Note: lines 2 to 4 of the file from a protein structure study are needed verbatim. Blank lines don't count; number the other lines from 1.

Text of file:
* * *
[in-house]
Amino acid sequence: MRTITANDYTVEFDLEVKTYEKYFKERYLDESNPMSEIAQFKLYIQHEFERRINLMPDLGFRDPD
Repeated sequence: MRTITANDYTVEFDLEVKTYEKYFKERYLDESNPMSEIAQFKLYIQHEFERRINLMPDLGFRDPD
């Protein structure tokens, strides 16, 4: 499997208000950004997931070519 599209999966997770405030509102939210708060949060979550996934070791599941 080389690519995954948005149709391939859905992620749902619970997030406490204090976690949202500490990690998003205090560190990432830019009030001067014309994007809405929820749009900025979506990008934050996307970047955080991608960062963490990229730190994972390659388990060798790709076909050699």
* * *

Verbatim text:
Amino acid sequence: MRTITANDYTVEFDLEVKTYEKYFKERYLDESNPMSEIAQFKLYIQHEFERRINLMPDLGFRDPD
Repeated sequence: MRTITANDYTVEFDLEVKTYEKYFKERYLDESNPMSEIAQFKLYIQHEFERRINLMPDLGFRDPD
């Protein structure tokens, strides 16, 4: 499997208000950004997931070519 599209999966997770405030509102939210708060949060979550996934070791599941 080389690519995954948005149709391939859905992620749902619970997030406490204090976690949202500490990690998003205090560190990432830019009030001067014309994007809405929820749009900025979506990008934050996307970047955080991608960062963490990229730190994972390659388990060798790709076909050699």